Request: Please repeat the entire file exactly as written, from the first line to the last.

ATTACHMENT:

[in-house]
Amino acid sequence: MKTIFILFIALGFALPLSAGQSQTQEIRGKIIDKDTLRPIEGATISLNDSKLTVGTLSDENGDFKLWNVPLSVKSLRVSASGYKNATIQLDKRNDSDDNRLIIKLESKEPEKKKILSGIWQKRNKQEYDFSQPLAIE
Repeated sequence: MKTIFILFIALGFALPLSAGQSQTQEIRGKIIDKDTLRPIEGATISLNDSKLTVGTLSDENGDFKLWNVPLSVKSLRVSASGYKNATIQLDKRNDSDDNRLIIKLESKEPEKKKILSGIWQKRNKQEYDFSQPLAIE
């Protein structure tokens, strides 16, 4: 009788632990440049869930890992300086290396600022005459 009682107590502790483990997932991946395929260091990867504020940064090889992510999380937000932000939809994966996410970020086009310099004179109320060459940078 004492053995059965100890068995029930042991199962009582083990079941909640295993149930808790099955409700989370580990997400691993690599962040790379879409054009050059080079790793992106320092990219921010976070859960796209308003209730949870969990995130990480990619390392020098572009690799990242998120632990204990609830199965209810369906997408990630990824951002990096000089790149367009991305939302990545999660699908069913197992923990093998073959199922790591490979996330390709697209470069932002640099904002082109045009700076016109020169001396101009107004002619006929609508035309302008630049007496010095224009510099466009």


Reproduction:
[in-house]
Amino acid sequence: MKTIFILFIALGFALPLSAGQSQTQEIRGKIIDKDTLRPIEGATISLNDSKLTVGTLSDENGDFKLWNVPLSVKSLRVSASGYKNATIQLDKRNDSDDNRLIIKLESKEPEKKKILSGIWQKRNKQEYDFSQPLAIE
Repeated sequence: MKTIFILFIALGFALPLSAGQSQTQEIRGKIIDKDTLRPIEGATISLNDSKLTVGTLSDENGDFKLWNVPLSVKSLRVSASGYKNATIQLDKRNDSDDNRLIIKLESKEPEKKKILSGIWQKRNKQEYDFSQPLAIE
């Protein structure tokens, strides 16, 4: 009788632990440049869930890992300086290396600022005459 009682107590502790483990997932991946395929260091990867504020940064090889992510999380937000932000939809994966996410970020086009310099004179109320060459940078 004492053995059965100890068995029930042991199962009582083990079941909640295993149930808790099955409700989370580990997400691993690599962040790379879409054009050059080079790793992106320092990219921010976070859960796209308003209730949870969990995130990480990619390392020098572009690799990242998120632990204990609830199965209810369906997408990630990824951002990096000089790149367009991305939302990545999660699908069913197992923990093998073959199922790591490979996330390709697209470069932002640099904002082109045009700076016109020169001396101009107004002619006929609508035309302008630049007496010095224009510099466009």